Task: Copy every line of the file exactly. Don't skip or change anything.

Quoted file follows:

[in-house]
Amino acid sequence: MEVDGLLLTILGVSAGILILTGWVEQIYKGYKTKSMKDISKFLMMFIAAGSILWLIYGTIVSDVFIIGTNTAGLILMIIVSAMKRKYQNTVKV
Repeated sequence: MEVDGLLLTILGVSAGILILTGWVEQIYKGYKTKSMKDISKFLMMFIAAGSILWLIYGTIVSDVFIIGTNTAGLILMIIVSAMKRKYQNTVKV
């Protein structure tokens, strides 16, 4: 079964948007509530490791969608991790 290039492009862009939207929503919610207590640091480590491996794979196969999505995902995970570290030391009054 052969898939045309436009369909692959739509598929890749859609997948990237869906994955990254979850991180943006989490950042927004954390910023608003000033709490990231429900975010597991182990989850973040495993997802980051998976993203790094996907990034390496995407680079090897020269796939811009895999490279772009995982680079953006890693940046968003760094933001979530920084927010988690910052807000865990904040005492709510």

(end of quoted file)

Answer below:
[in-house]
Amino acid sequence: MEVDGLLLTILGVSAGILILTGWVEQIYKGYKTKSMKDISKFLMMFIAAGSILWLIYGTIVSDVFIIGTNTAGLILMIIVSAMKRKYQNTVKV
Repeated sequence: MEVDGLLLTILGVSAGILILTGWVEQIYKGYKTKSMKDISKFLMMFIAAGSILWLIYGTIVSDVFIIGTNTAGLILMIIVSAMKRKYQNTVKV
């Protein structure tokens, strides 16, 4: 079964948007509530490791969608991790 290039492009862009939207929503919610207590640091480590491996794979196969999505995902995970570290030391009054 052969898939045309436009369909692959739509598929890749859609997948990237869906994955990254979850991180943006989490950042927004954390910023608003000033709490990231429900975010597991182990989850973040495993997802980051998976993203790094996907990034390496995407680079090897020269796939811009895999490279772009995982680079953006890693940046968003760094933001979530920084927010988690910052807000865990904040005492709510």